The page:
If it is to speak to such questions—if it is to be a practical discourse—International Relations needs to be more than an explanatory project; it has to occupy the difficult terrain between empirical and normative inquiry. In whichever context it arises, the question of "how we should act" requires both an appreciation of the political conditions of action and an understanding of the good(s) we wish to achieve. Empirical theory and inquiry contributes to the first of these tasks, but it is normative inquiry that illuminates the second. As E. H. Carr observed long ago, if International Relations as a political science is to speak to the most pressing issues of international political action, it must be a science "not only of what is, but of what ought to be."1
The tale of International Relations since the Second World War is a contradictory one, though. On the one hand, the field has lost sight of the practical intent that characterized its early years and of the imperative that a practical discourse must integrate empirical and normative inquiry. Within the (largely American) mainstream, the pursuit of explanatory theory has been privileged, with systematic and self-conscious normative reflection on international politics delegated to political philosophers. On the other hand, the practical intent of the field has persisted, usually at an implicit, even subconscious level. Whether realists or poststructuralists, constructivists or liberals, international relations scholars have repeatedly proffered answers to the question of how we should act. Often unwittingly, they have been drawn on to the terrain between empirical and normative theory and inquiry. The product of these contradictory trends is a field that champions the pursuit of purely empirical or explanatory theory, but one that is shot through with normative assumptions, propositions, and arguments.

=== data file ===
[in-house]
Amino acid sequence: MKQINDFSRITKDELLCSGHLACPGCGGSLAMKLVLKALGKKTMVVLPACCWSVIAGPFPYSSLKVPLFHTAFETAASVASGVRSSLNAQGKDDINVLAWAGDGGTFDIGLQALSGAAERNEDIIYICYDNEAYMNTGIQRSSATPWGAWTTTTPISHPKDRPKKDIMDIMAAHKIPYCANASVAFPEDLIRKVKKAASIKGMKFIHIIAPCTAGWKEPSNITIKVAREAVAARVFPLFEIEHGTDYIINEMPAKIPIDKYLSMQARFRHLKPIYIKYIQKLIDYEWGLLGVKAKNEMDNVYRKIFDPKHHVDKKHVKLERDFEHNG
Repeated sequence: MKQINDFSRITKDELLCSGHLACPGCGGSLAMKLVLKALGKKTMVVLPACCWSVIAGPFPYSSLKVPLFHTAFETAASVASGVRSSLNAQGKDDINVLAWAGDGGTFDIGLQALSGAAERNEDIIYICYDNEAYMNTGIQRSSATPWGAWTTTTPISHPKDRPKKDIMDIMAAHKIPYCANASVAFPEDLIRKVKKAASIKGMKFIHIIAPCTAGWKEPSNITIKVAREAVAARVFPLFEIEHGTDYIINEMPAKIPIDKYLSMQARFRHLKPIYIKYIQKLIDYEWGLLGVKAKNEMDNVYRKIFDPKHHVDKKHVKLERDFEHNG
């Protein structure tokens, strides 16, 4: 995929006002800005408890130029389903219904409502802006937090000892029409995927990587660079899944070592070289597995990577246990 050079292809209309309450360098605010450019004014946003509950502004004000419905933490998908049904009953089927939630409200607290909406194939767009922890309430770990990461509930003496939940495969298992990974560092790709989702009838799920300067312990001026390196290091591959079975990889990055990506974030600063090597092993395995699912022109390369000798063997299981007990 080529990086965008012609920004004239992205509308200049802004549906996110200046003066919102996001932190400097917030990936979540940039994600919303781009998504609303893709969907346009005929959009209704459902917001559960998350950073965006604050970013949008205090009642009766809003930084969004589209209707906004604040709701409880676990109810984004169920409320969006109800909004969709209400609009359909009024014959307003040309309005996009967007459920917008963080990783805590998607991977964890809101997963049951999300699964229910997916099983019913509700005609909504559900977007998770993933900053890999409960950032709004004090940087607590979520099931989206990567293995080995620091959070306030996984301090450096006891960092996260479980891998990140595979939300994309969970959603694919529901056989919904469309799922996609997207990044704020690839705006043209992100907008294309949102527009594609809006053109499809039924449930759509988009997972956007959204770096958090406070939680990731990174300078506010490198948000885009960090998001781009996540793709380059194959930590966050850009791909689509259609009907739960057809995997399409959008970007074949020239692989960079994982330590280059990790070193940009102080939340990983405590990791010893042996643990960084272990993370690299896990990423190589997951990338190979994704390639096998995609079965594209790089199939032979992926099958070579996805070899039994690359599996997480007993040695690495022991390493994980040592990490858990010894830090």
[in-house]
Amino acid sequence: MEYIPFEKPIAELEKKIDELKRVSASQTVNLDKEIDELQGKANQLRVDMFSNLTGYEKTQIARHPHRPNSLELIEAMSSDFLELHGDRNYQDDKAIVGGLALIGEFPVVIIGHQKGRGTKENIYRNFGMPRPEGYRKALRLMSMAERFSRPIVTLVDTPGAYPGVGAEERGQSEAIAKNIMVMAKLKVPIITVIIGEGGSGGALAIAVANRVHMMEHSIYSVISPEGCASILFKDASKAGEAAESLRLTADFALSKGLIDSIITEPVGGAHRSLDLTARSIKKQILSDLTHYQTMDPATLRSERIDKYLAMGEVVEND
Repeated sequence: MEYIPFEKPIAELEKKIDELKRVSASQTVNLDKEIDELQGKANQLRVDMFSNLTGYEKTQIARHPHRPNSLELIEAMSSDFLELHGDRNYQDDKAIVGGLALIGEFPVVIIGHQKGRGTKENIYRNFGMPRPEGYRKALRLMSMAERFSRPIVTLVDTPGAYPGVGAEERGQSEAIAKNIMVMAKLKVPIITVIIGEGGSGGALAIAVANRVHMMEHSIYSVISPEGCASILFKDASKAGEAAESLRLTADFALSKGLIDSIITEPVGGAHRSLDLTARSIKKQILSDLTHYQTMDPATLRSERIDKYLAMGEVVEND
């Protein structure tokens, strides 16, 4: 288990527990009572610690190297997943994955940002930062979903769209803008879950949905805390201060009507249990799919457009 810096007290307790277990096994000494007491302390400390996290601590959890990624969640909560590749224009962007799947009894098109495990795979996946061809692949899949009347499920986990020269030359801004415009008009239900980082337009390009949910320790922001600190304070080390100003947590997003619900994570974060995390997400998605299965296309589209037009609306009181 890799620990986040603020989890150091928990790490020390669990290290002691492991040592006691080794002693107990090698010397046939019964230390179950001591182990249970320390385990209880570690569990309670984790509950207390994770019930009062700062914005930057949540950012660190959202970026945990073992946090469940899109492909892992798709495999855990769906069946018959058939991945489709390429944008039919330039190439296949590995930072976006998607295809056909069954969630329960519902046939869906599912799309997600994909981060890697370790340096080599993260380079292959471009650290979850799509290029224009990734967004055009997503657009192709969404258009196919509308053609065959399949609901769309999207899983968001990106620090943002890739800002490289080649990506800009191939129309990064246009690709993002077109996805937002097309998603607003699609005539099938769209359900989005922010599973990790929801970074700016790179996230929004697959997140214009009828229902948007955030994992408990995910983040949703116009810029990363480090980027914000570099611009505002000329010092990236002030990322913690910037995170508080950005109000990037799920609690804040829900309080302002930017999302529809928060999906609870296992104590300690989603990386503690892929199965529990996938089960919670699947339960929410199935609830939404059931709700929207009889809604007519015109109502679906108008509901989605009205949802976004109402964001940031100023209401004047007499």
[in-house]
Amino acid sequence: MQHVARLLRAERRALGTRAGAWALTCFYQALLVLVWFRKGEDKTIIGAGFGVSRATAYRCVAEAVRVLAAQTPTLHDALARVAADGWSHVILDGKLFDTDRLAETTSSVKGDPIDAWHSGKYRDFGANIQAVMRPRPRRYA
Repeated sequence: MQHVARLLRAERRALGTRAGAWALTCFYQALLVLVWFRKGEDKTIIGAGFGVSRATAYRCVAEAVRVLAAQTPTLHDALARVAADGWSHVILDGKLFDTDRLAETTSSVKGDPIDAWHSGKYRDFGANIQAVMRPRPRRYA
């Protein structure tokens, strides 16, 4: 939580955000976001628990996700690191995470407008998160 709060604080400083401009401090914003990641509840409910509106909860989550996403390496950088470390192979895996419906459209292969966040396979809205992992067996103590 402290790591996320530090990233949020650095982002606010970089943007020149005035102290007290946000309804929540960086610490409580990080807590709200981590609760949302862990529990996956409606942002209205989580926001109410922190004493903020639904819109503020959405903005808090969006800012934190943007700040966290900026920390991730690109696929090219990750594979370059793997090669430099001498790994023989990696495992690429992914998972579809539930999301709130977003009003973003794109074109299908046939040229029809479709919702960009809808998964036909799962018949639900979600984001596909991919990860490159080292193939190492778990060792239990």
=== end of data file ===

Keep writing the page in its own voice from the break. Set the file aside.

Although we address the problem primarily from the perspective of International Relations, our critique applies equally to those who have pursued normative inquiries of international issues but have neglected the need to root those firmly in empirical and positive knowledge. Insofar as normative theory seeks to contribute to a practical discourse, as opposed to a purely idealist one, it too must engage the other side. Only the combination of normative and positive theory provides a sound basis for action.
The Oxford Handbook of International Relations
The invitation to create the Oxford Handbook posed a number of challenges for us. Some were logistical: We had never met and were situated on opposite sides of the globe. Others were more fundamental: While we had worked on some similar topics in international relations theory and international law, we came at the material from what would seem at first glance to be significantly different and even opposed perspectives. Reus-Smit is typically categorized as a "constructivist" whose work is normative and historical; Snidal is typically categorized as a "rationalist" whose work is positivist and model-driven. But neither of us likes the confinement of these categories, and from the beginning we were able to find the common ground that brought our differences together. Moreover, neither of us wanted simply to organize a grand survey without engaging the field in a more critical way. And both of us recognized that many of the field's divisions were dysfunctional, both for scholarship and for its impact on the world. Our early conversations quickly led us to the goal of helping the field rediscover its identity as a practical discourse by showing how quarantining normative from empirical inquiry (or vice versa) undermines its capacity to speak to pressing problems of political action.